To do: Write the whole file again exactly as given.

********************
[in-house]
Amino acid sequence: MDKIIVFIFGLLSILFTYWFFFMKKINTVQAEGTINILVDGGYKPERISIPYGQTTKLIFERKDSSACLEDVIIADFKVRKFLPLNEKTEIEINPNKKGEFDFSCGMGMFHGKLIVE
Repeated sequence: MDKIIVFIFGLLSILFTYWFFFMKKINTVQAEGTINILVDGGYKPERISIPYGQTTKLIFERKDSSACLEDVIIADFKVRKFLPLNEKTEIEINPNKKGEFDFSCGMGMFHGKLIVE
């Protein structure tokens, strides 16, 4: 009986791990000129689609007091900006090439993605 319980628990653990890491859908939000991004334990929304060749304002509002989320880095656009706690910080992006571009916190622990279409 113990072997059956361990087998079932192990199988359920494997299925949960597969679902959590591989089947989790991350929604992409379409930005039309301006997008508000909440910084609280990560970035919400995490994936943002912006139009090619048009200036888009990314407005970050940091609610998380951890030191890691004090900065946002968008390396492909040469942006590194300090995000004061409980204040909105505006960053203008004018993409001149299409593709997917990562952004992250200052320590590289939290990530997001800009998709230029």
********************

[in-house]
Amino acid sequence: MDKIIVFIFGLLSILFTYWFFFMKKINTVQAEGTINILVDGGYKPERISIPYGQTTKLIFERKDSSACLEDVIIADFKVRKFLPLNEKTEIEINPNKKGEFDFSCGMGMFHGKLIVE
Repeated sequence: MDKIIVFIFGLLSILFTYWFFFMKKINTVQAEGTINILVDGGYKPERISIPYGQTTKLIFERKDSSACLEDVIIADFKVRKFLPLNEKTEIEINPNKKGEFDFSCGMGMFHGKLIVE
């Protein structure tokens, strides 16, 4: 009986791990000129689609007091900006090439993605 319980628990653990890491859908939000991004334990929304060749304002509002989320880095656009706690910080992006571009916190622990279409 113990072997059956361990087998079932192990199988359920494997299925949960597969679902959590591989089947989790991350929604992409379409930005039309301006997008508000909440910084609280990560970035919400995490994936943002912006139009090619048009200036888009990314407005970050940091609610998380951890030191890691004090900065946002968008390396492909040469942006590194300090995000004061409980204040909105505006960053203008004018993409001149299409593709997917990562952004992250200052320590590289939290990530997001800009998709230029």